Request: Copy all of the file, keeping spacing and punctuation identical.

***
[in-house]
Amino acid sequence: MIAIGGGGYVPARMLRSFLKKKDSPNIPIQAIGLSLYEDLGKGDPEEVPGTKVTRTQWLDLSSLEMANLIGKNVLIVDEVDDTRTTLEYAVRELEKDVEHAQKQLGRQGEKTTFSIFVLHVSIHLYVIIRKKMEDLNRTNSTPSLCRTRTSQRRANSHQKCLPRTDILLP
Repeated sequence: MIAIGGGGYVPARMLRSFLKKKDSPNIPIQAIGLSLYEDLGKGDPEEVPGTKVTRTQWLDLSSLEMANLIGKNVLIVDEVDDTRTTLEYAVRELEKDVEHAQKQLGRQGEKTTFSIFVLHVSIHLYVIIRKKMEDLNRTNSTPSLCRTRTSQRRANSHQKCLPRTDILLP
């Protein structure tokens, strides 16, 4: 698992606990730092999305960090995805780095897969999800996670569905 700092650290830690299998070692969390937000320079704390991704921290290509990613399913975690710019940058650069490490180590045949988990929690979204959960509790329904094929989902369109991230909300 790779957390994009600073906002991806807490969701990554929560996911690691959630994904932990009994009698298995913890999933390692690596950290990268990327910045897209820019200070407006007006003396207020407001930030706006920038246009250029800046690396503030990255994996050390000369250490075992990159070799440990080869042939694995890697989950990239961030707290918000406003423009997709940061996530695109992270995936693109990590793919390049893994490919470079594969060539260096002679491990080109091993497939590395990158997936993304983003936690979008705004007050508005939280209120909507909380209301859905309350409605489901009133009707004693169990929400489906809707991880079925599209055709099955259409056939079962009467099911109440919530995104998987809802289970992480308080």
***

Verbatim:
[in-house]
Amino acid sequence: MIAIGGGGYVPARMLRSFLKKKDSPNIPIQAIGLSLYEDLGKGDPEEVPGTKVTRTQWLDLSSLEMANLIGKNVLIVDEVDDTRTTLEYAVRELEKDVEHAQKQLGRQGEKTTFSIFVLHVSIHLYVIIRKKMEDLNRTNSTPSLCRTRTSQRRANSHQKCLPRTDILLP
Repeated sequence: MIAIGGGGYVPARMLRSFLKKKDSPNIPIQAIGLSLYEDLGKGDPEEVPGTKVTRTQWLDLSSLEMANLIGKNVLIVDEVDDTRTTLEYAVRELEKDVEHAQKQLGRQGEKTTFSIFVLHVSIHLYVIIRKKMEDLNRTNSTPSLCRTRTSQRRANSHQKCLPRTDILLP
């Protein structure tokens, strides 16, 4: 698992606990730092999305960090995805780095897969999800996670569905 700092650290830690299998070692969390937000320079704390991704921290290509990613399913975690710019940058650069490490180590045949988990929690979204959960509790329904094929989902369109991230909300 790779957390994009600073906002991806807490969701990554929560996911690691959630994904932990009994009698298995913890999933390692690596950290990268990327910045897209820019200070407006007006003396207020407001930030706006920038246009250029800046690396503030990255994996050390000369250490075992990159070799440990080869042939694995890697989950990239961030707290918000406003423009997709940061996530695109992270995936693109990590793919390049893994490919470079594969060539260096002679491990080109091993497939590395990158997936993304983003936690979008705004007050508005939280209120909507909380209301859905309350409605489901009133009707004693169990929400489906809707991880079925599209055709099955259409056939079962009467099911109440919530995104998987809802289970992480308080």